• offal •
Part of Speech: Noun, mass
Meaning: 1. Entrails, viscera, the innards of animals. 2. Waste product from any process, leftover waste, garbage, rubbish.
Notes: Today's Good Word pushes the definition of good about as far as it will go—maybe farther. My first encounter with this word occurred during research on Shakespeare as an undergraduate. I discovered that his father, John, had been fined eight years before the Bard's birth for keeping an offensive pile of offal in front of his meat and hide shop. Thank heavens the output of his son's shop was much, much more appealing to the senses.
In Play: Offal isn't anything we like to talk about, though you may still have brief encounters with chicken or fish offal in your kitchen. Offal does sound better than guts: "Take the fish offal directly to the garbage can; don't put it in the kitchen trash." But since it also means "garbage" and "rubbish", it is a very useful weapon in alphaDictionary's on-going crusade against profanity. The next time you lose your temper and hear yourself beginning, "Sh-h-h . . . ," say something more creative like, "Skunk offal! Not a word you said is true!"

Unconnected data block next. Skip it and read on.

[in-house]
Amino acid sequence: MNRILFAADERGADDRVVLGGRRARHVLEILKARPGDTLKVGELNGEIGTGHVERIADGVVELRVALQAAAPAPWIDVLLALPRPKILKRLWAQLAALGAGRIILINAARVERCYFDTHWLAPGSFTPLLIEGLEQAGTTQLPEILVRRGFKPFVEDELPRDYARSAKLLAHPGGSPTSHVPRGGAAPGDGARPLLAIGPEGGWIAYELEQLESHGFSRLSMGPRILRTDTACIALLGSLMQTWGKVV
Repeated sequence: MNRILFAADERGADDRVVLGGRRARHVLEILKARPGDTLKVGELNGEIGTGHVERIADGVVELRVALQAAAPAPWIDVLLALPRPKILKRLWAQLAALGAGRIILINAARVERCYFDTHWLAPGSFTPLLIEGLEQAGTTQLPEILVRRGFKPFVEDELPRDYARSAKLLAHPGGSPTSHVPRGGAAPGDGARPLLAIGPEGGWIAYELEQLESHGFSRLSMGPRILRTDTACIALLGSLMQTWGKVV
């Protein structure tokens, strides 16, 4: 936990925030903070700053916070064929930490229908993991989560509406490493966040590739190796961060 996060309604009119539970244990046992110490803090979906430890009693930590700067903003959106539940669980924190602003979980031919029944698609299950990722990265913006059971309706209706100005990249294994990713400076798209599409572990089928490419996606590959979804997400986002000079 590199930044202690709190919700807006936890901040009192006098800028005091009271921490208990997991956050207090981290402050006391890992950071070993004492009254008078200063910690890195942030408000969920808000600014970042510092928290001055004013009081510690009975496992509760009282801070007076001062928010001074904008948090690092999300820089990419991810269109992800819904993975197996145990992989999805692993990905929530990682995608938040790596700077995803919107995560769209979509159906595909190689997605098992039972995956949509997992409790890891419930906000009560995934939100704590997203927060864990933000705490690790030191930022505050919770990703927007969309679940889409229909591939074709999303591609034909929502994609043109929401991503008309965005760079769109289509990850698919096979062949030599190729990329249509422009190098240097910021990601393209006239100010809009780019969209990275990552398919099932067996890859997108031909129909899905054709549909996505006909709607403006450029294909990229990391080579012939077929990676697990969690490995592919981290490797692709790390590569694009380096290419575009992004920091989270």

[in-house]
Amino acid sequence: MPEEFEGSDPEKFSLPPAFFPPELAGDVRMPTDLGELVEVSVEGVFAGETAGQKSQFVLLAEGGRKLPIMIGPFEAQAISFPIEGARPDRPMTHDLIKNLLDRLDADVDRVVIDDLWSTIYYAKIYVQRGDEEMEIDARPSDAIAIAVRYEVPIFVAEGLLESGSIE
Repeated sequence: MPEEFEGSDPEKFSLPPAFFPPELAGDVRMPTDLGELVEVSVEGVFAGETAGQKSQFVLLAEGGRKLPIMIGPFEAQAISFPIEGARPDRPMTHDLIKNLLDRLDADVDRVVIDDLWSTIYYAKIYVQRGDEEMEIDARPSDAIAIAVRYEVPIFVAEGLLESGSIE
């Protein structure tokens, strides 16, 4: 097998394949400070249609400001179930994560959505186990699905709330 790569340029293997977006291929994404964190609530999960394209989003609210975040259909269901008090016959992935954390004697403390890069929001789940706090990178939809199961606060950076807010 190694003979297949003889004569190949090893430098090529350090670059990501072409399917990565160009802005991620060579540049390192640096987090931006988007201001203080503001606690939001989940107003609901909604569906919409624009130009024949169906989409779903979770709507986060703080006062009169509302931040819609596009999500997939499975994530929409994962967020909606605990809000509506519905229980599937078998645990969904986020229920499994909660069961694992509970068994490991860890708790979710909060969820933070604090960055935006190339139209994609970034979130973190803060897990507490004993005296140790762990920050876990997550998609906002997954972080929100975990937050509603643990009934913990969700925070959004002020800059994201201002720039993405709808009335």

Word History: In the English of Shakespeare's father's time, offal was a compound of of- "off" + fal "fall", clearly related to Modern German Abfall "trash, rubbish". In fact, these two words devolved from the same ancestor. We find evidence of the root, fall, throughout the Germanic languages: Swedish falla, Danish falde, Dutch vallen, German fallen. However, outside the Germanic languages there seems to be no clear evidence of it. (I guess Eric Vellend, himself a chef, thought that if he has to deal with offal, we should, too. It is a good word, though, so we thank him for it. Thank Dr. Goodword for not including a picture today.)
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